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 Indian Slanders Refuted

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Indian Slanders Refuted

Source: Peking Review, No. 3, January 14, 1966
Transcribed by www.wengewang.org

The Ministry of Foreign Affairs sent a note to the Indian Embassy in Peking on January 6 refuting the slanderous charges against China fabricated by the Indian Ministry of External Affairs in its six notes to China from November 27 to December 13, 1965. The note categorically rejected the unwarranted protests lodged by India on the basis of these slanders.
Pointing out that the Indian Government's recent frantic efforts to create tension by armed force along the Sino-Indian border and the China-Sikkim border were entirely prompted by the requirements of its current internal and external policies, the Chinese note reaffirmed that if India continued its intrusions and provocations, China would strike back resolutely. Repudiating Indian charges against China's "intrusions," the Foreign Ministry said that these rumours and slanders spread by the Indian Government only further exposed the letter's true features. "Whether on the Sino-Indian border or on the China-Sikkim' boundary, the Chinese frontier guards and civilian   personnel have not crossed either the line of actual control or the boundary between the two sides. The charges made by the Indian Government in its notes about Chinese 'intrusions' are all deliberate and complete fabrications," the note stated.
In its notes to China, the Indian Government accused Chinese troops of entering the Longju and Che Dong area and alleged that China "has violated the well-established international boundary of India in the eastern sector." Reminding India that it had long been established that Longju and Che Dong were inside Chinese territory, the Chinese note said that the Indian Government's new reference to these two places and its describing the illegal Mc-Mahon Line as the Sino-Indian boundary in the eastern sector revealed India's expansionist designs on Chinese territory. "The Chinese Government," the note said, "hereby once again states to the Indian Government that the McMahon Line is illegal and has never been recognized by China. The 90,000 square kilometres of Chinese territory south of the McMahon Line is now still under India's unlawful occupation. The Chinese Government for ever retains the right to settle this question."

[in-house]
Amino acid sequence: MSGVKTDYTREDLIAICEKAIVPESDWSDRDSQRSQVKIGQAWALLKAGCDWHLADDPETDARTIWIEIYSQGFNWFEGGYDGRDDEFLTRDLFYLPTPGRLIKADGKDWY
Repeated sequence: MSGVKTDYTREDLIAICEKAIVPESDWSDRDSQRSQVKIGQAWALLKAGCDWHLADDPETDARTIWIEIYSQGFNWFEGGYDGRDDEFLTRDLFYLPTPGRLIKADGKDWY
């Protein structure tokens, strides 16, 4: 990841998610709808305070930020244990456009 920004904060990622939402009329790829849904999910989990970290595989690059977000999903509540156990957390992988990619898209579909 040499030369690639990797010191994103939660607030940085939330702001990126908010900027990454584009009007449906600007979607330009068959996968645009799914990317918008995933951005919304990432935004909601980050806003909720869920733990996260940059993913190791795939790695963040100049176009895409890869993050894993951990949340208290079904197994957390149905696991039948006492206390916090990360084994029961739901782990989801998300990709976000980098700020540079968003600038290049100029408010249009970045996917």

The Chinese Foreign Ministry also refuted India's charges about so-called Chinese "intrusions" in the western sector of the Sino-Indian boundary and across the China-Sikkim border. It drew attention to the fact that it was India that had been using Sikkim's territory to commit ceaseless intrusions and provocations against China and create tension on the China-Sikkim boundary. Unmasking India's real aims in slandering China and creating tension, the note said: "Facts in the past few years show that whenever the Indian Government needs to beg for aid from the U.S. imperialists and their collaborators, it intensifies its intrusions into China, creates tension and sets in motion its rumour-mongering machinery to smear her in a big way.

It is precisely to cope with the increasingly serious food shortage at home and to meet the needs of its arms expansion and war preparations that the Indian Government is intensifying its intrusions into China."
  
  
  

 
 
顶端 Posted: 2009-03-11 18:14 | [楼 主]
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